HE has been bitten twice while milking some 150 tarantulas in the name of research and still University of Queensland student Renan Santana loves his work and spiders.
The 31-year-old has spent the past three years trapping, grabbing and squeezing the furry Australian arachnids to determine if DNA can be sourced from their venom.
The results are not yet in but that doesn't worry Santana as he just adores tarantulas and still has a further three years of research to complete.
His passion for the critters started in his native Brazil when he used to drop by his grandmother's house.
"My grandmother used to live on the edge of the town, in the savannah area, and when I visited her during the summer they had tarantulas climbing the wall. I loved it," he told The Courier-Mail.
During one of the milking sessions, he was bitten by an Eastern tarantula which are normally found between Rockhampton and the tip of Cape York.
He said anyone who gets bitten by an Australian tarantula need not panic but they should expect to fell some pain and lingering discomfort.
"The venom of the group of the tarantulas I work with are pretty much harmless," he said.
"When you get bitten there's about 15 to 30 minutes of pain, not very intense … that's because they have a pair of 1cm fangs.
"After the pain you get pins and needles and it depends on the person, but I had it for about two hours but some people I have heard it can be five hours."
Santana says even if it's proven DNA cannot be extracted from the extracted venom, the past three years won't have been wasted.
Under the direction of the head of Queensland Museum's arachnology unit, Dr Robert Raven, and UQ staff Dr Bryan Fry, Professor Glenn King and Dr Lyn Cook, Santana has helped identify 15 new species of tarantula, seven of which are from Queensland.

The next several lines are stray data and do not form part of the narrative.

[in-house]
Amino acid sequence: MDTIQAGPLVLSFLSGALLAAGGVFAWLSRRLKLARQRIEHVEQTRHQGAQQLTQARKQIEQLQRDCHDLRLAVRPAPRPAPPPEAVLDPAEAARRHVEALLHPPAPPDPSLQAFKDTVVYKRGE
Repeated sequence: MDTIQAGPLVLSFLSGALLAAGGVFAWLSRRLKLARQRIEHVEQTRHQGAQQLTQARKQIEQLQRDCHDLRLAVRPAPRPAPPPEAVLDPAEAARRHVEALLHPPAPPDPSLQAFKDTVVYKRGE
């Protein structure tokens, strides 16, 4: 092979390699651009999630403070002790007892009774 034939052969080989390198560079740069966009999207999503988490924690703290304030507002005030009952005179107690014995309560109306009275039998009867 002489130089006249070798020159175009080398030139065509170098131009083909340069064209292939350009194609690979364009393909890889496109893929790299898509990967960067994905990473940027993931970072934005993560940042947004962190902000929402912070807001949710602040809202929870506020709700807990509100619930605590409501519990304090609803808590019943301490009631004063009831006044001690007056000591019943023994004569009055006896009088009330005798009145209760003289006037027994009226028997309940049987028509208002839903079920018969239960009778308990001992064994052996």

He said they are expected to be named in the near future.
"They are such a difficult group to work with because they don't have a lot of characteristics.
"It's very cryptic because everything looks the same but they are different species and also not many researchers want to work with them.
"Usually we use the genitalia, especially from the males; to diagnose new species but all Australian tarantulas have the same kind of genitalia, so it's impossible."
The new species could be named after the location where they were found or the person who discovered them.
"Tarantulas that are found on Aboriginal land we try and give it an Aboriginal name, or a name based on its locality or even the characteristic of the spider. Sometimes we name it after those who found it," Santana said.
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